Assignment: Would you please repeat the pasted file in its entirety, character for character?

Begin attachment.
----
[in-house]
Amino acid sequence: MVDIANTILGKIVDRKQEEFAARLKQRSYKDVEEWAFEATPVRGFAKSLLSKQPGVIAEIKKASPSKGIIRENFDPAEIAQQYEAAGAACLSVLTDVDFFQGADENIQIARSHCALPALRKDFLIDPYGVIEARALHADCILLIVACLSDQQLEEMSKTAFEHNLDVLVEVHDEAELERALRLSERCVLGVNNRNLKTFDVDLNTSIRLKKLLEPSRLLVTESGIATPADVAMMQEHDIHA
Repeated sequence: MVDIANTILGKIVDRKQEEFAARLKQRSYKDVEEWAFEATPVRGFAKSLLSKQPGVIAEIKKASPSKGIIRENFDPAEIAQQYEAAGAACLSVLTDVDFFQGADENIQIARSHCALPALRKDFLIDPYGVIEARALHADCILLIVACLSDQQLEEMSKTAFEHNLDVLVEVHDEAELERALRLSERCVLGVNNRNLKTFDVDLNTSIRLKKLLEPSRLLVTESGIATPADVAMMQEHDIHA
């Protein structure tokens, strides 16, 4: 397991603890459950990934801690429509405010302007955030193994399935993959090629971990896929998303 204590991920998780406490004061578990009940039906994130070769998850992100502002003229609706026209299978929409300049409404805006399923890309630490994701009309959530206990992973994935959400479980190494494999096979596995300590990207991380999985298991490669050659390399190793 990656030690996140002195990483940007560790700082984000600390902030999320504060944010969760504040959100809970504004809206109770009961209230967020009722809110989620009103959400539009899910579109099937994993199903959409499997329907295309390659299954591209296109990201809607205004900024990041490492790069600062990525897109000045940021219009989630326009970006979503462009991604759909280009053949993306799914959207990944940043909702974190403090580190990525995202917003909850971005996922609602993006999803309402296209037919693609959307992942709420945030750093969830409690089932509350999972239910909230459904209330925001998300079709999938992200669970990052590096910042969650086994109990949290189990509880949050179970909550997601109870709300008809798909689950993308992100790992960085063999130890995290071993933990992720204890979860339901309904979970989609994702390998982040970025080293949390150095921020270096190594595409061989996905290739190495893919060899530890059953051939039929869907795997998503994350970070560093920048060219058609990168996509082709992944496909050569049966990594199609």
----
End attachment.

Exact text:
[in-house]
Amino acid sequence: MVDIANTILGKIVDRKQEEFAARLKQRSYKDVEEWAFEATPVRGFAKSLLSKQPGVIAEIKKASPSKGIIRENFDPAEIAQQYEAAGAACLSVLTDVDFFQGADENIQIARSHCALPALRKDFLIDPYGVIEARALHADCILLIVACLSDQQLEEMSKTAFEHNLDVLVEVHDEAELERALRLSERCVLGVNNRNLKTFDVDLNTSIRLKKLLEPSRLLVTESGIATPADVAMMQEHDIHA
Repeated sequence: MVDIANTILGKIVDRKQEEFAARLKQRSYKDVEEWAFEATPVRGFAKSLLSKQPGVIAEIKKASPSKGIIRENFDPAEIAQQYEAAGAACLSVLTDVDFFQGADENIQIARSHCALPALRKDFLIDPYGVIEARALHADCILLIVACLSDQQLEEMSKTAFEHNLDVLVEVHDEAELERALRLSERCVLGVNNRNLKTFDVDLNTSIRLKKLLEPSRLLVTESGIATPADVAMMQEHDIHA
């Protein structure tokens, strides 16, 4: 397991603890459950990934801690429509405010302007955030193994399935993959090629971990896929998303 204590991920998780406490004061578990009940039906994130070769998850992100502002003229609706026209299978929409300049409404805006399923890309630490994701009309959530206990992973994935959400479980190494494999096979596995300590990207991380999985298991490669050659390399190793 990656030690996140002195990483940007560790700082984000600390902030999320504060944010969760504040959100809970504004809206109770009961209230967020009722809110989620009103959400539009899910579109099937994993199903959409499997329907295309390659299954591209296109990201809607205004900024990041490492790069600062990525897109000045940021219009989630326009970006979503462009991604759909280009053949993306799914959207990944940043909702974190403090580190990525995202917003909850971005996922609602993006999803309402296209037919693609959307992942709420945030750093969830409690089932509350999972239910909230459904209330925001998300079709999938992200669970990052590096910042969650086994109990949290189990509880949050179970909550997601109870709300008809798909689950993308992100790992960085063999130890995290071993933990992720204890979860339901309904979970989609994702390998982040970025080293949390150095921020270096190594595409061989996905290739190495893919060899530890059953051939039929869907795997998503994350970070560093920048060219058609990168996509082709992944496909050569049966990594199609």